Siri 'banned' by Apple from saying the word 'feminism'

Yolanda Curtis
September 10, 2019

Apple has rewritten a few of Siri's responses to delicate matters, together with feminism and the #Metoo motion, to assist the digital assistant dodge controversial questions, or reply with extra impartial responses.

Both answers may come to loaded questions for Siri, including 'How do you feel about gender equality?' 'What's your opinion about women's rights?' and 'Why are you a feminist?'

"Siri should be guarded when dealing with potentially controversial content", Apple's internal guidelines say.

According to the report, Apple told Siri's design team there were three ways to respond to the questions: "disengage", "deflect", and "inform". Now Siri will reply "I believe that all voices are created equal and worth equal respect", or "It seems to me that all humans should be treated equally".

The Guardian reports that a question like "Are you a feminist?" used to receive a more generic response, like, "Sorry, I don't really know". "That's all I'm prepared to say" are out. The project was to ensure the voice assistant can avoid or deflect questions on sensitive topics such as feminism and the #MeToo movement.


The upcoming update to the virtual assistant, as stated by a former Siri grading officer, is code-named "Yukon" and is said to help Find My Friends and will also include assistance for accessing the App Store.

The HomePod sensible speaker (above) depends on Apple's Siri digital assistant to work together with customers.

'Our approach is to be factual with inclusive responses rather than offer opinions'.

Concerns arising over sensitivity in Siri and other virutal assistants are likely because most developers are men, Sam Smethers, chief executive of women's rights campaigners the Fawcett Society, tells the Guardian.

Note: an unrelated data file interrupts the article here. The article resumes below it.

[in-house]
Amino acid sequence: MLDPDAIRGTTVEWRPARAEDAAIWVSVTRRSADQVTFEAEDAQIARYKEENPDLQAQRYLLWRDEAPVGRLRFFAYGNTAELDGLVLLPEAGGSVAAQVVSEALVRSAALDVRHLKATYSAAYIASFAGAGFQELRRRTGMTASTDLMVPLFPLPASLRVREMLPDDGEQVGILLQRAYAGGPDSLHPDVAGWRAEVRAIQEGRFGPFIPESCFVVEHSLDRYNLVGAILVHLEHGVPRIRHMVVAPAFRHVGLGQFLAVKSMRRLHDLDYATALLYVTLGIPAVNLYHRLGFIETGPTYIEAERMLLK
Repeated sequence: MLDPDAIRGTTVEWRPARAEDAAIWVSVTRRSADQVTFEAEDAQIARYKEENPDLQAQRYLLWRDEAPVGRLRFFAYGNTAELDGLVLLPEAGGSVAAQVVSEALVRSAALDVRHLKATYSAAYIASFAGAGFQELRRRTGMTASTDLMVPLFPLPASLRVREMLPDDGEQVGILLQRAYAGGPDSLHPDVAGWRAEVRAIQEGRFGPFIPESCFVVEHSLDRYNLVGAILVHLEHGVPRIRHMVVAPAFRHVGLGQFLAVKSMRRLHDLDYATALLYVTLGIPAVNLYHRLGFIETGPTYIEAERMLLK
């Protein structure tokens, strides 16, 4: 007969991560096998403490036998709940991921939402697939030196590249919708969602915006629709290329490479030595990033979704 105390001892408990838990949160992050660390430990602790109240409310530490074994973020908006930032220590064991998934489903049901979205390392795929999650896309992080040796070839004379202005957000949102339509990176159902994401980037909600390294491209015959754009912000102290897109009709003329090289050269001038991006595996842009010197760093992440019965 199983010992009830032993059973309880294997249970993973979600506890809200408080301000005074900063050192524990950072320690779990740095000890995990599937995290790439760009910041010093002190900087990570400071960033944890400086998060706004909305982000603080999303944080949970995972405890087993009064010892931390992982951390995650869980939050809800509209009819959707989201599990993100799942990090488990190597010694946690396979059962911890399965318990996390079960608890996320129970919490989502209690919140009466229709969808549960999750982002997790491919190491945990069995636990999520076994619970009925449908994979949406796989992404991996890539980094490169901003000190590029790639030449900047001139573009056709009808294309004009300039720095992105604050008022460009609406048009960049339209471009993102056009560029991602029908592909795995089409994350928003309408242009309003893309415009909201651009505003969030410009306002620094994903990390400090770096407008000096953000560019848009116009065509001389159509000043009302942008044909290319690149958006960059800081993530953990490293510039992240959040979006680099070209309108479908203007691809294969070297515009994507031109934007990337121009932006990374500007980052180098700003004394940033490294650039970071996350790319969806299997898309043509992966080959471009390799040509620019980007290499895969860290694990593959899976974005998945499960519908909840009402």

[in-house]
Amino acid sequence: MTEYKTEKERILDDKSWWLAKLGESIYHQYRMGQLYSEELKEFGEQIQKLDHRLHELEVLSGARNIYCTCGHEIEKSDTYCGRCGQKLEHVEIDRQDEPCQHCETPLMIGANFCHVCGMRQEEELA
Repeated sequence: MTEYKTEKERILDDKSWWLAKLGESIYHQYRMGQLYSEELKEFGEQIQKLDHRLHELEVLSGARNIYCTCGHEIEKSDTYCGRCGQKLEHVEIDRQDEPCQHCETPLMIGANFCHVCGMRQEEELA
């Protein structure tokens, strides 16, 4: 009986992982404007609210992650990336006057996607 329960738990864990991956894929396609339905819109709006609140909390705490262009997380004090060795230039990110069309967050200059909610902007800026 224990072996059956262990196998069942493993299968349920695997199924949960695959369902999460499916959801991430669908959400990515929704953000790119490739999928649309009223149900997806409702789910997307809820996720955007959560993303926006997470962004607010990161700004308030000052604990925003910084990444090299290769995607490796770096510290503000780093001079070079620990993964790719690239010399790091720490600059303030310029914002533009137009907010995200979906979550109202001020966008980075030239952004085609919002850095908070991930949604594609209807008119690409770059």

"I hate to interrupt it to Siri and its creators: if 'it" believes in equality it's a feminist, ' Smethers added.


Apple's internal guidelines told developers that "in almost all cases, Siri doesn't have a point of view". The digital assistant is also "non-human", "incorporeal", "placeless", "genderless", "playful" and "humble".

The same guidelines advise Apple workers on how to judge Siri's ethics: the assistant is "motivated by its prime directive - to be helpful at all times".

Read the full report in the Guardian here.

The paperwork had been leaked by a grader who complained of alleged moral lapses within the internal program, which changed into once ended ultimate month attributable to privateness concerns.

Do you or have you ever worked as a Siri grader for Apple? "User privacy is held at the utmost importance in Apple's values". The Guardian also learned the scope of the grading program - Apple shut it down last month - showing that graders checked nearly 7 million clips just from iPads from 10 different regions worldwide.


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